Equality means golden opportunity for women
During World War II Rosie the Riveter, the iconic and dynamic representation of a changing time, graced the cover of the Saturday Evening Post. In 1943, Norman Rockwell used Rosie to depict the women producing munitions in factories and shipyards supporting the warfighter.
Throughout history, women serve heroically on the home front as well as on the frontlines during every major conflict. Today the U.S. Navy’s growing trend shows an increased number of females serving in aviation-related careers. Navy officials say increased female representation is a benefit of modern platforms, improved female retention, and changes in Navy-wide policies such as parental leave, and post-childbirth operational deferments.
Every August 26th, the U.S. celebrates Women’s Equality Day. It is the anniversary of the 19th Amendment’s certification and recognition of women getting the right to vote. In honor of Women’s Equality Day, allow me to introduce some modern pioneers from the “Golden Eagles” of Patrol Squadron NINE (VP-9). VP-9 is one of four Whidbey Island based fleet patrol squadrons equipped with the P-8A Poseidon, the U.S. Navy’s latest Maritime Patrol and Reconnaissance aircraft.
“My grandfather said, ‘mechanics work outside and work hard.’” Petty Officer 3rd Class Kirsten Smith-Wagner of Moreno Valley, Calif. stated “are you sure you want to do that?”
Smith-Wagner is a plane captain and aviation machinist’s mate performing maintenance on the engines of the P-8A. She monitors the operation of critical systems and performs periodic inspections to ensure all systems are operating as advertised. “The more you see, the more you learn,” she said. “Even if it’s not your platform or platform specific.”
Airman Carson Church of Rantoul,Illinois, is an aviation structural mechanic, focusing on landing gear and tires. She said her interests are anything with hydraulics, and her inspections require her to check for signs of fatigue and corrosion. “Since the P-8A is so new there aren’t challenges with bare metal and corrosion,” she said. “It’s cool seeing other platforms and evaluating them for corrosion. With a structured maintenance strategy, which includes frequent, regularly scheduled depot maintenance, the P-8A continues to perform well worldwide. Church explained to us that her shop is made up of mostly women.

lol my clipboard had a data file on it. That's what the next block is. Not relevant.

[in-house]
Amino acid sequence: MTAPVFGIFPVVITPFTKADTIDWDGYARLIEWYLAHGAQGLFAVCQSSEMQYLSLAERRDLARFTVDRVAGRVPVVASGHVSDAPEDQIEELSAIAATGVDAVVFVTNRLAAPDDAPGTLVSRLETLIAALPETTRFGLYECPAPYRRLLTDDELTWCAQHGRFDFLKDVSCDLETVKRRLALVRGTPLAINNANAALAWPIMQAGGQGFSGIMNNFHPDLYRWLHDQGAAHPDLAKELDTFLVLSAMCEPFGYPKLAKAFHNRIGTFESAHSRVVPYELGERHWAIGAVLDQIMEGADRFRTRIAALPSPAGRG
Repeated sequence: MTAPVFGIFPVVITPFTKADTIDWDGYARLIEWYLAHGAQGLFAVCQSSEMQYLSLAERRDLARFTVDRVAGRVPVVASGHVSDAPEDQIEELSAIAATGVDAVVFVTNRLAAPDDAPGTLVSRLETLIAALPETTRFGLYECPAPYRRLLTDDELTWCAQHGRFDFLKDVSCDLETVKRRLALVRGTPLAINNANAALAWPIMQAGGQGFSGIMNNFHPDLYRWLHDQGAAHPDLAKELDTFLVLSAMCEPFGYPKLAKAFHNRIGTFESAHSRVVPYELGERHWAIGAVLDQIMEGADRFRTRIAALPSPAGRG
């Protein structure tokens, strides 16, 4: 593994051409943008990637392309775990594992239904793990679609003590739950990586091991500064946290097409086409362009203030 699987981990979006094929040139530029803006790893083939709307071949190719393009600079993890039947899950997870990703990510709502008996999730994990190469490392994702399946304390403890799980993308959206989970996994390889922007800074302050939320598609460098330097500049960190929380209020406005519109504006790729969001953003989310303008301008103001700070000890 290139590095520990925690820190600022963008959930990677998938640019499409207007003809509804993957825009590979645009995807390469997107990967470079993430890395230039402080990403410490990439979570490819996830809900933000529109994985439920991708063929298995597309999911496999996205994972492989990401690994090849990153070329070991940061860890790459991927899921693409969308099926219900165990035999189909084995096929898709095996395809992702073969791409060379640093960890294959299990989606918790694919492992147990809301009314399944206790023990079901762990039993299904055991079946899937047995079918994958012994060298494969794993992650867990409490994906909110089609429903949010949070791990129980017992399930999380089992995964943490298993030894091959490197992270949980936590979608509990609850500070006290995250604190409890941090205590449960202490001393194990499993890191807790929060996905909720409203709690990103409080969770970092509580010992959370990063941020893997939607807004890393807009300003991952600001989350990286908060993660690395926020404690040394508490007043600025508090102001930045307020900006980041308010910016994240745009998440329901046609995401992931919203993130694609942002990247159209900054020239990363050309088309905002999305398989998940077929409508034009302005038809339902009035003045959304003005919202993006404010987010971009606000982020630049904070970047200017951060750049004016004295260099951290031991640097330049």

Petty Officer 3rd Class Jordan Mathews of Bowling Green, Kentucky, an aviation ordnanceman, is responsible for loading weapons and sonobuoys onto the P-8A. The aircraft can carry more than 100 sonobuoys and may also be armed with MK-54 Torpedoes and AGM-84D Harpoon missiles. “My ‘aha’ moment happened as I was looking at the Army helicopters,” she said about the Paris Airshow. “They carried rockets, and I thought to myself…‘this is why I love my job.’ Not many people can say they load ordnance on a weapon system like I do, especially females.”
Although officials report that changing attitudes and standards make Navy careers attractive to female recruits, which is believed to have a positive impact on retention numbers, there is no clear indication of how much each factor influences the trend.The Navy leads all the services, with one in four Navy recruits being female.
Petty Officer 2nd Class Yesenia Hernandez of Salinas, Calif., said her Navy career has given her stability and allowed her to travel. As a logistics specialist, she has served at locations in Japan, Iceland, and Sicily. She admits that while on active-duty she has been afforded the opportunity to go places and experience things that she might not have as a civilian. When asked about being a female in the Navy, she said, “Everyone in our squadron plays an important role in the mission.”
She will soon decide if she’ll continue her career with the Navy since she is close to the end of her four year commitment.
“I’ve been in the U.S. Navy longer than most of them [the VP-9 crew] have been alive,” said Aviation Electricians Mate Senior Chief Petty Officer Mary Chesnutt of Decatur, Illinois. She spent her 26th wedding anniversary on duty. With close to 27 years of service, she recounts on her decision to get out of the Navy, after her first four years of service and her subsequent re-enlistment 2 years later. “I missed the camaraderie.” she said.
Things have changed since she first entered the service, she explained. She said harassment isn’t tolerated, and females do hold higher levels of responsibility. “The Navy and the military is what you make it,” she said. “If you don’t want to excel, you’re not going to. If you want to succeed and move up in rank you will.”
The VP-9 operates the P-8A Poseidon Maritime Patrol and Reconnaissance Aircraft capable of conducting Anti-submarine Warfare, Maritime Domain Awareness, Intelligence, Surveillance, and Reconnaissance, Anti-Surface Warfare, and Search-and-Rescue missions.The squadron is forward deployed to the U.S. SIXTH Fleet area of responsibility and is currently assigned to Commander,Task Force SIX SEVEN, responsible for tactical control of deployed maritime patrol and reconnaissance forces throughout the European and African areas of responsibility.